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Tracking, Trailing & Trapping: Non-Interchangeable Approaches to Finding your Missing Pet

Updated: Jan 1, 2019

There are a variety of ways to find missing pets across different terrain. There is off-leash trailing, city-tracking, suburban tracking, and even the use of drones. We have perfected these methods by using trailing dogs that are provided with a specific scent to follow in search of a lost pet. These dogs are cross-functionally trained, specializing in remains detection, and scent-specific trailing. Trailing means the dogs pick up the scent regardless of where it is - on the ground, on a building, on bushes and trees, or even in the air. Off-leash dogs can cover more ground and navigate more challenging terrain than a search dog tethered to a human; this is ideal for suburban and wilderness tracking.

City searches can be more challenging because the scent does not last as long due to scent contamination; as a result, posters and well-positioned cameras can be useful tools. However, searching for a pet in the city means there likely will not be predators such as coyote, and stray dogs often attract much attention. This can be a good thing. The problematic aspect of searching for a lost pet in the city is that the pet is more inclined to encounter people, some having less honorable intentions. But it can be done, successfully.

It is essential to keep in mind that everything in a dog’s home smells like all of the humans and animals who live in that home. Any scent article presented to the search dogs from that home is going to smell like all the people and animals who live there. If there’s only one missing animal from the house, my dogs utilize the scent article to find that one lost dog’s track off of the property. If you have used another dog from the same home in an attempt to find your missing dog, you have most likely left an additional scent trail and we may choose to introduce the dogs or pick another approach.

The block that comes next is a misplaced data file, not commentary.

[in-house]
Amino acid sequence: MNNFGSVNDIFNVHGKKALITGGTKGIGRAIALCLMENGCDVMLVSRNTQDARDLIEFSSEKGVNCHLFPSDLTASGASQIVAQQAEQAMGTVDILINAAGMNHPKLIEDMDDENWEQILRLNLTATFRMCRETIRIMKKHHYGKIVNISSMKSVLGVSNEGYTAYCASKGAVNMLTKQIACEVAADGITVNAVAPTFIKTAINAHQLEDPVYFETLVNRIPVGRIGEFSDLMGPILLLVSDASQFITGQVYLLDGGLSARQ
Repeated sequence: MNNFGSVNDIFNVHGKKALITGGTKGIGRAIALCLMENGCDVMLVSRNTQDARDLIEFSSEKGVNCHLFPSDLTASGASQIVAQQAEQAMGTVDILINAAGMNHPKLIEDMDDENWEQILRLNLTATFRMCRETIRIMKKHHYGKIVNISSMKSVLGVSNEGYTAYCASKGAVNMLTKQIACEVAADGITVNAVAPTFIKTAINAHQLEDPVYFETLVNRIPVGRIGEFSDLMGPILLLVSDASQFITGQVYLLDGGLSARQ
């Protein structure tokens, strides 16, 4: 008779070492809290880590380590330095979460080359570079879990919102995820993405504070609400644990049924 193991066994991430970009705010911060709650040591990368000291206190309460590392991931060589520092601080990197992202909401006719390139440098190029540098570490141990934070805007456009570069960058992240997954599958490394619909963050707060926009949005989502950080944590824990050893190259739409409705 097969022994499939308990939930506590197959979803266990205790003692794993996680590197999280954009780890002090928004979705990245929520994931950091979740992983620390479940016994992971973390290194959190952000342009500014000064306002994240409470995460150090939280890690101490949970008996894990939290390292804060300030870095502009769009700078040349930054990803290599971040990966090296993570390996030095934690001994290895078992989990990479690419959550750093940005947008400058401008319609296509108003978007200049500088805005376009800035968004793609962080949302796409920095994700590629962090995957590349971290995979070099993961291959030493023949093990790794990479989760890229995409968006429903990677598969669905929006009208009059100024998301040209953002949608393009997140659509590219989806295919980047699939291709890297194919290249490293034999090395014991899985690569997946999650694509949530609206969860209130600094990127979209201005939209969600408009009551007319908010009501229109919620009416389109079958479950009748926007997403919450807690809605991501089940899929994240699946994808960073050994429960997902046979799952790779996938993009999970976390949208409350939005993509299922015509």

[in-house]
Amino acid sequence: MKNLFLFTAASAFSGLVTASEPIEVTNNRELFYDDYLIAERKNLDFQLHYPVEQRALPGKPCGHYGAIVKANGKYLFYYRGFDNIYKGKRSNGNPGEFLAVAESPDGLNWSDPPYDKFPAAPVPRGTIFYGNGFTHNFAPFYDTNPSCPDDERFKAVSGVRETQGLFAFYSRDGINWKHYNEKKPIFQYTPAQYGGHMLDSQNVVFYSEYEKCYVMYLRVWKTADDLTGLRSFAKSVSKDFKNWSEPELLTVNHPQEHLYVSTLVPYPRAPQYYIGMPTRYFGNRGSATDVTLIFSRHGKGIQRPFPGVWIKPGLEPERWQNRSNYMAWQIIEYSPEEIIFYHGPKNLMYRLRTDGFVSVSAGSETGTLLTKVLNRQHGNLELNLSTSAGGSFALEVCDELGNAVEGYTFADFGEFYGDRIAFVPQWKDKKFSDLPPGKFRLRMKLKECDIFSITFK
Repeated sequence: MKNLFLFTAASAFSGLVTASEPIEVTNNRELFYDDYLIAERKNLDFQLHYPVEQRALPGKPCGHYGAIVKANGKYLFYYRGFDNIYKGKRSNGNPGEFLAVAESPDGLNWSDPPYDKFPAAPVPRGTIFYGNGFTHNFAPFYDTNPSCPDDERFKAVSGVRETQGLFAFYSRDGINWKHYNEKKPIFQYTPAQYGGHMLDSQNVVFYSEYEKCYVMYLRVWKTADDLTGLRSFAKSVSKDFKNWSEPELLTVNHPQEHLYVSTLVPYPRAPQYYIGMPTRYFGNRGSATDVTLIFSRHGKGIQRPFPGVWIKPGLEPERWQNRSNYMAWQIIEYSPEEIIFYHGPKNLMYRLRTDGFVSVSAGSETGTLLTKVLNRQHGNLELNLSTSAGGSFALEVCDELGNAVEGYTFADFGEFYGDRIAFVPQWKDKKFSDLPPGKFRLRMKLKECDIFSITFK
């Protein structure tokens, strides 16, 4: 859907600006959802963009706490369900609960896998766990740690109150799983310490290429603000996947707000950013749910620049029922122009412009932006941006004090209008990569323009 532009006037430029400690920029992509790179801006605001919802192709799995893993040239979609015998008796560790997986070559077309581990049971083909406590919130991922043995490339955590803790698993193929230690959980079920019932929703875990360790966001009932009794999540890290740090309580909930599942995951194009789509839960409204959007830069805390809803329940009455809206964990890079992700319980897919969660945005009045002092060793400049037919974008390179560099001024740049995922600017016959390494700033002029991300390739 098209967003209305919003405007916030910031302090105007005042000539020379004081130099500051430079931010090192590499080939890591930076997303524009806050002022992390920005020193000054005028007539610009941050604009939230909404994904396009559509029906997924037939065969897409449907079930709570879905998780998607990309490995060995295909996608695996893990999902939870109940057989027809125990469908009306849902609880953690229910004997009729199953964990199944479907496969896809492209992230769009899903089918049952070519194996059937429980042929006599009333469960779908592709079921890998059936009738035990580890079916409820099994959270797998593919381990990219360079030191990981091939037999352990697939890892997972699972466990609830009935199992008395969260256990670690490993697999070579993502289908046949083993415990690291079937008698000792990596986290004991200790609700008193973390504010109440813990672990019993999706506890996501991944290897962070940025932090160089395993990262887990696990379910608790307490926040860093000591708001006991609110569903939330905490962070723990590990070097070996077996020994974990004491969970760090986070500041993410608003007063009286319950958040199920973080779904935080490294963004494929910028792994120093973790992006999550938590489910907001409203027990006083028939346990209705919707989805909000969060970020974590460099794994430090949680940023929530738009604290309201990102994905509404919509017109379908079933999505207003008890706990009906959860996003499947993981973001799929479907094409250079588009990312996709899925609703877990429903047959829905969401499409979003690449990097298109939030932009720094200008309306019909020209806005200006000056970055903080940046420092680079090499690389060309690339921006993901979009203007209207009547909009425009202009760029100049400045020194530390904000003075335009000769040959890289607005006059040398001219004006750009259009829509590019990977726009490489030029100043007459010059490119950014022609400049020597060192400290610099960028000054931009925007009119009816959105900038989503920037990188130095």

In addition to being an experienced search and rescue K9 handler, I 'm also experienced in drone technology and piloting. Drones can be especially useful to look straight down into overgrown fields, or checking lakes and ponds. They are also useful for mapping areas and spotting tracks in snow and mud. Each geographic landscape presents unique advantages as well as challenges – none of which are insurmountable.

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